Are These Grocery Stores About to Shoot Themselves in the Foot?

Although there’s something to be said for not needing a trolley car to go from one side of a grocery store to the other just to pick up a few items, the new rush among supermarket operators to adopt a Lilliputian scale footprint may cause more than a few to get stuck on the wrong check out line.

While the average neighborhood grocery store has bulked up to around 50,000 square feet — and an average Wal-Mart (NYSE: WMT) superstore covers 180,000 square feet — the trend is reversing now and supermarkets are seeing the potential in reducing their footprint by orders of magnitude. More and more stores are planning to open new locations that are less than half the size of their current stores, and this may lead to a shortfall of sales and profits.

For the longest time, the supermarket was a resilient investment because regardless of economic conditions, people still need to eat, though razor thin margins require they make up in volume what they couldn’t achieve by padding profits. But the depths of the recession and the economy’s slow, malingering recovery have necessitated changes as business as usual becomes a thing of the past.

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Net sales at Wal-Mart barely budged last year, rising just 1.6%, even as comparable store sales — an important retail metric that gauges growth achieved organically and not by adding more stores — actually shrank year over year, falling 0.5% in the U.S. Sales at Safeway (NYSE: SWY), the country’s second largest supermarket operator behind Kroger (NYSE: KR), were relatively flat in 201, and excluding fuel sales its comps were up just a meager 0.8%.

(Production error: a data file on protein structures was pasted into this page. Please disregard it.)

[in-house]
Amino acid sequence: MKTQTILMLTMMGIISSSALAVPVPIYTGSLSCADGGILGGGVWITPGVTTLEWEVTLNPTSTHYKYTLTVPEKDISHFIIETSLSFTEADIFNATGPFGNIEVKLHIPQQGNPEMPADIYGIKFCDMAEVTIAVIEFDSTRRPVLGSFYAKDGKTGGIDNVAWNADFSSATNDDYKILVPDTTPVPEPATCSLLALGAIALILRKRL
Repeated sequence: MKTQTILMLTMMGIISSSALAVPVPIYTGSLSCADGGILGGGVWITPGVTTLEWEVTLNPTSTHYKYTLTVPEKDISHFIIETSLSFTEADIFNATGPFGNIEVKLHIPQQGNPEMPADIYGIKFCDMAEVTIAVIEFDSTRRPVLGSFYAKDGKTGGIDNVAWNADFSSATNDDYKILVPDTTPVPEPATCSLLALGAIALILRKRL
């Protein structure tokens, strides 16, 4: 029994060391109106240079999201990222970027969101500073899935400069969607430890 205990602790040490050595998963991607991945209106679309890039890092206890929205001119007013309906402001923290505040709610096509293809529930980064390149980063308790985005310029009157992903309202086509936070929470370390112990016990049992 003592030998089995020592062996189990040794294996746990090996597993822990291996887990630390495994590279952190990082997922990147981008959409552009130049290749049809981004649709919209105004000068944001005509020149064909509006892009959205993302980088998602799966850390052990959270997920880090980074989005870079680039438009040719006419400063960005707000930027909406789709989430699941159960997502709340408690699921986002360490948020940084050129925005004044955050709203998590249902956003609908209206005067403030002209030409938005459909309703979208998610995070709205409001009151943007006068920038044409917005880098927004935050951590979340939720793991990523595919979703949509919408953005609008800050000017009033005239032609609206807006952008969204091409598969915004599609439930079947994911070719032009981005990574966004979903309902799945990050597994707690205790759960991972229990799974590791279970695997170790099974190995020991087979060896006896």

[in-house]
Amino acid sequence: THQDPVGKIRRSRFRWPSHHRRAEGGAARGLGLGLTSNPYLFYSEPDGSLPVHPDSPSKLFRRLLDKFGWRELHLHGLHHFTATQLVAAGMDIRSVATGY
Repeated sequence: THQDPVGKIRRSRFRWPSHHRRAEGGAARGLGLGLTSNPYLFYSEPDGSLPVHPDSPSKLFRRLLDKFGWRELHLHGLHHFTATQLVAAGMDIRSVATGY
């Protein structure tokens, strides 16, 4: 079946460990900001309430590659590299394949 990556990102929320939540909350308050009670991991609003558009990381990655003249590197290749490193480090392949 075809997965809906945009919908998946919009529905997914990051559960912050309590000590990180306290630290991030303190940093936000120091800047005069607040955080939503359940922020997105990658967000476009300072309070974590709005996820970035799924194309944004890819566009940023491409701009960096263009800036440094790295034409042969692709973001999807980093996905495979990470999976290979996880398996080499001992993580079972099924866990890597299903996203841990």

But spurred by the success enjoyed by small format grocers like recently IPO’d Sprouts Farmers Market (NASDAQ: SFM) and Trader Joe’s, with average store sizes around 25,000 square feet or less, we’re seeing the biggest names in the supermarket industry adopting similar floor plans.

Kroger, for example, operates the Turkey Hill Marketplace that, at around 7,000 square feet, is taking head on the challenge represented by neighborhood convenience stores. According to the Association for Convenience & Retailing, the average C-store is around 2,750 square feet with the largest tipping the scales at nearly 3,600 square feet (though selling space is typically limited to around 2,800 sf). Thus C-stores like Wawa, 7-Eleven, and Speedway are proving to be, well, a convenient one-stop shop for consumers.

Wal-Mart’s taken notice of these changes, too, agreeing to open between 270 and 300 Neighborhood Markets and Wal-Mart Express stores over the next year. These small format stores sport average footprints of 42,000 and 15,000 square feet, respectively. It’s even testing out a single 2,500-square-foot store.

But with everyone scaling back, consumers just might balk at the lack of selection to which they were accustomed. They might be looking for speed, freshness, and convenience, but unless I’m looking for a few specific items I will usually pass by a Trader Joe’s because I know it’s not going to have all that I’m looking for.

Not only might retailers hurt themselves because they don’t have a broad selection of products, but also because they don’t carry particular brands. Even in small-scale supermarkets that are simply reduced-sized versions of their larger brethren, choices have to be made on what brands to carry and that necessitates customers finding their favorite ones aren’t stocked.

Wal-Mart seems to have perfected the idea best, covering all aspects of the industry, from behemoth super centers to the tiny quick marts. But with only a few hundred of each kind in existence, it doesn’t give much opportunity for moving the needle yet and other retailers may just end up eyeing their results hurt in the process.

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